I research the intersection of domestic politics, international relations theory, and U.S. foreign policy. The scope of my work extends throughout political science, including American politics and institutions, comparative government, and political science education. Substantively, either on my own or in collaboration with co-authors, I have helped to advance the discipline’s understanding of empire and international hierarchy, resource politics (the “resource curse”), and polarization in the classroom. I carry out this work using methods appropriate to the question, including Bayesian process-tracing, archival research, experimental methods, cross-national data, and synthetic controls.

My research has appeared in

  • International Organization
  • International Studies Quarterly
  • Comparative Political Studies
  • Journal of Conflict Resolution
  • Security Studies
  • International Theory
  • Conflict Management and Peace Studies
  • Journal of Common Market Studies
  • International Studies Review
  • Presidential Studies Quarterly
  • Foreign Policy Analysis
  • Journal of Global Security Studies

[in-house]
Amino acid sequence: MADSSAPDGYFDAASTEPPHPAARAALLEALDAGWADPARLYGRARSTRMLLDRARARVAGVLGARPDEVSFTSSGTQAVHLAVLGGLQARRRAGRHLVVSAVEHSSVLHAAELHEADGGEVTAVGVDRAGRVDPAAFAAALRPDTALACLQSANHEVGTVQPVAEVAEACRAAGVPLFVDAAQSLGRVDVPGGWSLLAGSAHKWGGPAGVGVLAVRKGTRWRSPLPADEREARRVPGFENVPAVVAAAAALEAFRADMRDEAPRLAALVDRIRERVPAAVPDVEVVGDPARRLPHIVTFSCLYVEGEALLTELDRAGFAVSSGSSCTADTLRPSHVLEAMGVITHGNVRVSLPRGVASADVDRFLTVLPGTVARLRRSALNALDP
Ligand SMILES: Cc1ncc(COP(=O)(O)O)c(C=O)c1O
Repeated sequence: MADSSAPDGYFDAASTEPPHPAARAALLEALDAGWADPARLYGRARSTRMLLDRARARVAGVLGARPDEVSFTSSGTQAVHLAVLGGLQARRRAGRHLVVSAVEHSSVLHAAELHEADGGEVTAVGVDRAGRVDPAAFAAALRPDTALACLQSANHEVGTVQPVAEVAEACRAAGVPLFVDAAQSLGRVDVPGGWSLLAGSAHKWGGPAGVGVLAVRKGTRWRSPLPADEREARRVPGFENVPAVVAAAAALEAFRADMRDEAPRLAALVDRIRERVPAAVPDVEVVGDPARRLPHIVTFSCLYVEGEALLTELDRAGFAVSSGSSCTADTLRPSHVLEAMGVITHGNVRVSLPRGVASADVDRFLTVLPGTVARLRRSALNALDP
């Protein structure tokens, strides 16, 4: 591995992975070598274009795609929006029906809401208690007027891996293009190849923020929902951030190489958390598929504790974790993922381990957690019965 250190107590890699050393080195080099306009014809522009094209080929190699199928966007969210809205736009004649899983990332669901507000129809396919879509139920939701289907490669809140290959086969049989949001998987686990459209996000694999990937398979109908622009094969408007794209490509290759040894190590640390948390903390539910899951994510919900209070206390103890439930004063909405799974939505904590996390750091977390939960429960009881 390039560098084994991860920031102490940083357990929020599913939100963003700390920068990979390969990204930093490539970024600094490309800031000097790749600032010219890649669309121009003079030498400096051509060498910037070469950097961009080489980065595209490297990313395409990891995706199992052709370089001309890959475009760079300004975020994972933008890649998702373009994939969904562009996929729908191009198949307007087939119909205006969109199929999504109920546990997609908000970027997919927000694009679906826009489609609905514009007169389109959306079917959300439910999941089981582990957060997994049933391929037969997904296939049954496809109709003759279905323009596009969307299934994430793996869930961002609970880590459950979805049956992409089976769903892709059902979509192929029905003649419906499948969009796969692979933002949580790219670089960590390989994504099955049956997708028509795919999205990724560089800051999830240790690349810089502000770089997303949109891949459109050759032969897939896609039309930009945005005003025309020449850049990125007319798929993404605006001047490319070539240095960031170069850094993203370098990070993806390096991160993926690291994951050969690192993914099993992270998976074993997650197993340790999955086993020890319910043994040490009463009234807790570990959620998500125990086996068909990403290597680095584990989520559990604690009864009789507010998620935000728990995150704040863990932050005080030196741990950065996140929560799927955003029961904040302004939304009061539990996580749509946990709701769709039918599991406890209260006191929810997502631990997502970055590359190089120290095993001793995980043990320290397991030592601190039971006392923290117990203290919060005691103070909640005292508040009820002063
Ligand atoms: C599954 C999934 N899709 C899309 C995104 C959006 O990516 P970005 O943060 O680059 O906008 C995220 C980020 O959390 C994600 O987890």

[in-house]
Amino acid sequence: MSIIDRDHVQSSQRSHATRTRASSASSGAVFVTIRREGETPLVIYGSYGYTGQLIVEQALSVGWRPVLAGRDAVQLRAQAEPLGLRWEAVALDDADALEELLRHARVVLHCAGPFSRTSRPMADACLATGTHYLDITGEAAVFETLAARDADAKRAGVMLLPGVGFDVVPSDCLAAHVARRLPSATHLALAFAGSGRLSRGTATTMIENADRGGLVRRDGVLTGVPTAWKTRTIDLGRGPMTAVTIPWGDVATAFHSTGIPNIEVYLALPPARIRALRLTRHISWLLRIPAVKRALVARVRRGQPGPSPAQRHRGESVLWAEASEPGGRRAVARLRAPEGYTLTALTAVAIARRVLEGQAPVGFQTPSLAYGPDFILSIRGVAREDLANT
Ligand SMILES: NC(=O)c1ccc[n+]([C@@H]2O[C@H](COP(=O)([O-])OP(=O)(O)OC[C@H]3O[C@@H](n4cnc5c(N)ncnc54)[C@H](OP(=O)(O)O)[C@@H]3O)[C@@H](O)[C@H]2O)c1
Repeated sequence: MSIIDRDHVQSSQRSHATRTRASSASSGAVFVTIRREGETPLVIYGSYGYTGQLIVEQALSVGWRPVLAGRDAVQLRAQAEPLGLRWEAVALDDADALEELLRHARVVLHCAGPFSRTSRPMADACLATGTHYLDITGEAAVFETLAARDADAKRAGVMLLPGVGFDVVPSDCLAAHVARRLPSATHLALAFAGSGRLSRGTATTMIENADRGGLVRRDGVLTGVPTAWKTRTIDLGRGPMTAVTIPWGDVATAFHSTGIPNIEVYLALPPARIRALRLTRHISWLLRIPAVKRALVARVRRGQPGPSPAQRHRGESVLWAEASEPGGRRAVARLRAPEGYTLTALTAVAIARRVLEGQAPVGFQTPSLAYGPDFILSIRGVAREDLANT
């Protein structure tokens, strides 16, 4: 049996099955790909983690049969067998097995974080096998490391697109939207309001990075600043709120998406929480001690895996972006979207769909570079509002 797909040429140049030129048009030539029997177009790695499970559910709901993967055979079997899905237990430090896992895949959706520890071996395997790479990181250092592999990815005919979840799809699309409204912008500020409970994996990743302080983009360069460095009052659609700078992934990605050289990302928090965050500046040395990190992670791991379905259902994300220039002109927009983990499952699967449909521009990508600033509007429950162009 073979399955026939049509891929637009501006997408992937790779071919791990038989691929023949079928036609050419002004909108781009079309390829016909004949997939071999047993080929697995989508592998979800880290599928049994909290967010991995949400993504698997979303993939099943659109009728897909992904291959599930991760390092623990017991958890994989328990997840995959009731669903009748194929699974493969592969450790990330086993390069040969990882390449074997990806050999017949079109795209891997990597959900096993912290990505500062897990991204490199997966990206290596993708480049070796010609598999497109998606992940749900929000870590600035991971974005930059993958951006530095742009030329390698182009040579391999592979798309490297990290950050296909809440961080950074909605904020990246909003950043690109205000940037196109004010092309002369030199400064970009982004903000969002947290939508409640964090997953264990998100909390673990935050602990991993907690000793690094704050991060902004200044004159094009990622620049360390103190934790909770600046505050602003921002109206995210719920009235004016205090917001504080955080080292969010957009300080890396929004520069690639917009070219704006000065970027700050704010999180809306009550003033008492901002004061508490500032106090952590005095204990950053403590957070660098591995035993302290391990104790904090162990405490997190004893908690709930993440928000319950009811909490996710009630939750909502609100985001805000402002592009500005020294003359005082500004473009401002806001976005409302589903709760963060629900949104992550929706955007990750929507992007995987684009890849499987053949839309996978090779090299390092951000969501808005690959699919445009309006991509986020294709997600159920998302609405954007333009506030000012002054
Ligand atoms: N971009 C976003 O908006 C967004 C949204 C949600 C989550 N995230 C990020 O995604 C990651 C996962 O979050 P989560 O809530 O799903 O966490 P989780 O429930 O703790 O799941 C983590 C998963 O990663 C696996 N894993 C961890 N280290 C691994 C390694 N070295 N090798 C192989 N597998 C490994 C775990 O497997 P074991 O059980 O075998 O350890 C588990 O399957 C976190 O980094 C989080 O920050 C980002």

• Studies in American Political Development
  • American Politics Research
  • and the Journal of Political Science Education

My current major research project is a book-length manuscript tracing the development of informal institutions in the United States and their effects on the country’s foreign policy during the Founding period and the nineteenth century. Additional working papers address presidential prerogatives in trade negotiations, the role of a leading state’s domestic politics in hegemonic orders, and the whether tripwire forces affect public support for intervention.


My Google Scholar page


U.S. Foreign Policy and Domestic Politics

Public Opinion and U.S. Foreign Policy

International Hierarchy and Empire

Oil Politics / Resource Curse

Political Science Education